Every year, the ACC picks a class of “legends,” one from each member school to represent their teams at the league’s championship game festivities in December.
At least half of those selected never actually played in the ACC. And even fewer can legitimately be classified as honest-to-goodness legends.
This year, however, at least one of the honorees truly fits the latter description.
Although Bob Harris never played in an ACC football game, he provided the play-by-play descriptions for 471 of them in a row for Duke fans listening on the radio. The recently retired broadcaster is one of 14 “ACC Legends” announced by the conference on Tuesday.
Among the others named are North Carolina’s Brian Simmons, NC State’s Levar Fisher and Wake Forest’s Ryan Plackemeier.
Harris took over the football and basketball broadcasting chores at Duke in 1976 and spent more than four decades as “The Voice of the Blue Devils.” A four-time North Carolina Broadcaster of the Year, Harris has been inducted into both the state sports Hall of Fame and the one honoring sports legends in his native Stanly County while becoming a recipient of The Order or the Long Leaf Pine — an honor conferred by the governor for exemplary service to North Carolina and its communities.
Like Harris, Simmons is also involved of broadcasting, although he is only in his second season as the color analyst for the Tar Heel Sports Network. As a player from 1994-97, he was a consensus first-team All-American linebacker who went on to play 10 NFL seasons after being selected in first-round of the 1998 draft by the Cincinnati Bengals. Simmons finished his career with 37 tackles for losses and 11 sacks while setting a school record with his 160 interception return yards.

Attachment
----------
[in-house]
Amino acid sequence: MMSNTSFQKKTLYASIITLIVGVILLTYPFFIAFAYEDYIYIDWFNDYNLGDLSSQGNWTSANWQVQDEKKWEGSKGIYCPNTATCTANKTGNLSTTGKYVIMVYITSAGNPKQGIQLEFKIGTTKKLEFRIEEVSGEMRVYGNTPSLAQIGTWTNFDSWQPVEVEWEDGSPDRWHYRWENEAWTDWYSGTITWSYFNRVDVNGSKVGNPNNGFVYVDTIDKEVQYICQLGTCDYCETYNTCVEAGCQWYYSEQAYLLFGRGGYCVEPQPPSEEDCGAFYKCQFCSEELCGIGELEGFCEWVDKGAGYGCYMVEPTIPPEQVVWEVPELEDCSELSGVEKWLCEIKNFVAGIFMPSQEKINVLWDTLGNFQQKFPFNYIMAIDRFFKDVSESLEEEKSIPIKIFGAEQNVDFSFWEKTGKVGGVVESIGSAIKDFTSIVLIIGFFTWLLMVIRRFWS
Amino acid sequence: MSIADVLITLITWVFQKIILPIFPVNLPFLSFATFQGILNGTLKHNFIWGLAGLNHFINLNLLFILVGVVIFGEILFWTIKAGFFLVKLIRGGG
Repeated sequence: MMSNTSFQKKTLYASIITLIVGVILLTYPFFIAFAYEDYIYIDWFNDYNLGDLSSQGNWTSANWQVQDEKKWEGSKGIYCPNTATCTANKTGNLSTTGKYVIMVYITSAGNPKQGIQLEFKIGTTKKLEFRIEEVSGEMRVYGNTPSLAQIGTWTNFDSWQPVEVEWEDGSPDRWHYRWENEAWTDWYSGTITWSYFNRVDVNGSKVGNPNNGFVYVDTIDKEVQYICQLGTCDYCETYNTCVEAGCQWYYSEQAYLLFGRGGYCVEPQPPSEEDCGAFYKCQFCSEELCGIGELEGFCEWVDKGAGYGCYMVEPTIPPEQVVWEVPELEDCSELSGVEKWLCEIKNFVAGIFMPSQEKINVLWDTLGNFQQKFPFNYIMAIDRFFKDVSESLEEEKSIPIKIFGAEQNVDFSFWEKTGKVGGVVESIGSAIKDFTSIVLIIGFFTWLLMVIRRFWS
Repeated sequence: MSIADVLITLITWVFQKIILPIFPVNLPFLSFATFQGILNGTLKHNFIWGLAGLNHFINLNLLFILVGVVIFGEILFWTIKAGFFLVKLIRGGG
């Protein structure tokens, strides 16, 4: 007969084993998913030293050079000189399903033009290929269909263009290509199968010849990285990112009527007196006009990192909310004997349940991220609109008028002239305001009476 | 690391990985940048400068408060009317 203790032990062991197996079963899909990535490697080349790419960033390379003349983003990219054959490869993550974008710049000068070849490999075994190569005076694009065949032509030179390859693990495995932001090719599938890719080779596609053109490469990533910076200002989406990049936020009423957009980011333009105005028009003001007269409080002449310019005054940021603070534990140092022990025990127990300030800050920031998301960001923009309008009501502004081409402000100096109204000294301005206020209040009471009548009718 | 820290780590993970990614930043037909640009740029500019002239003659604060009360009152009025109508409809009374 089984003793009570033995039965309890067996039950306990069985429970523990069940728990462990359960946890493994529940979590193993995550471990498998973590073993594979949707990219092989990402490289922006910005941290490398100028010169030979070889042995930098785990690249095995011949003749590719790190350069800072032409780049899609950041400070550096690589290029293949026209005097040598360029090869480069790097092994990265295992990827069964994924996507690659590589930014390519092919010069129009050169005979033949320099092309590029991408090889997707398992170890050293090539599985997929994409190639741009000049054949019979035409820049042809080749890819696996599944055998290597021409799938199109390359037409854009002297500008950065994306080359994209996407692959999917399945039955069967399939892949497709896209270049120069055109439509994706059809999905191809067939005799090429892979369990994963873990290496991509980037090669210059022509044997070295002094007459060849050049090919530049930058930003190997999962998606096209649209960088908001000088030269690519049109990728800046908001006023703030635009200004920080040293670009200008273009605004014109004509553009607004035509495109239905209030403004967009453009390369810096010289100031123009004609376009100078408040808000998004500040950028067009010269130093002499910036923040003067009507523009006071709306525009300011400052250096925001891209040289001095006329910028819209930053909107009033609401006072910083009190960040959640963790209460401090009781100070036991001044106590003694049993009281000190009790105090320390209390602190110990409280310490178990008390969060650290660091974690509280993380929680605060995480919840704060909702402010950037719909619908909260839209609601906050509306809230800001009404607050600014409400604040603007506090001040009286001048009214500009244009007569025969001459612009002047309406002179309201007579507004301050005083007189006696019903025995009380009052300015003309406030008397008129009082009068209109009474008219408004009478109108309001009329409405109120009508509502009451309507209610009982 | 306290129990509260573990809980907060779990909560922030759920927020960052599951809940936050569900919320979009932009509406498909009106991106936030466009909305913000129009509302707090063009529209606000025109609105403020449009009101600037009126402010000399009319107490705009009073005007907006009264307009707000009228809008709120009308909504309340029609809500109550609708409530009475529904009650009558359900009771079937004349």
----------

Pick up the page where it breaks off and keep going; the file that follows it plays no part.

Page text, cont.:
Fisher was also a linebacker who was the ACC’s Defensive Player of the Year and a Bronko Nagurski Trophy finalist as a junior in 2000. Fisher led the nation with an average of 15.1 tackles per game that season on his way to setting an NC State school record with 492 career tackles. Fisher led the Wolfpack to three bowl games while earning first-team All-America honors in both 2000 and 2001 before having an injury-shortened NFL career with the Arizona Cardinals and New Orleans Saints.
Plackemeier, meanwhile, was the 2005 Ray Guy Award winner as the nation’s best punter who became only the fifth player in Deacons history to be named a first-team All-America three times in his career. His career average of 45.26 yards per punt was the best in ACC history at the time of his graduation. His punts of 71, 74 and 82 yards were the three longest in the league in his senior season.
The rest of this year’s ACC Legends class consists of Boston College’s Matt Hasselbeck, Clemson’s Homer Jordan, the late Monk Bonasorte of Florida State, Georgia Tech’s Keith Brooking, Louisville’s Joe Jacoby, Miami’s Bennie Blades, Pitt’s Jimbo Covert, Syracuse’s Tom Coughlin, Virginia’s Bob Davis and Virginia Tech’s Jim Pyne.
The group will be honored during the ACC Night of Legends presented by the Charlotte Sports Foundation at the Charlotte Convention Center, on Friday, Dec. 1 and during the on-field pregame festivities at the ACC Football Championship Game on Saturday, Dec. 2, at Charlotte’s Bank of America Stadium.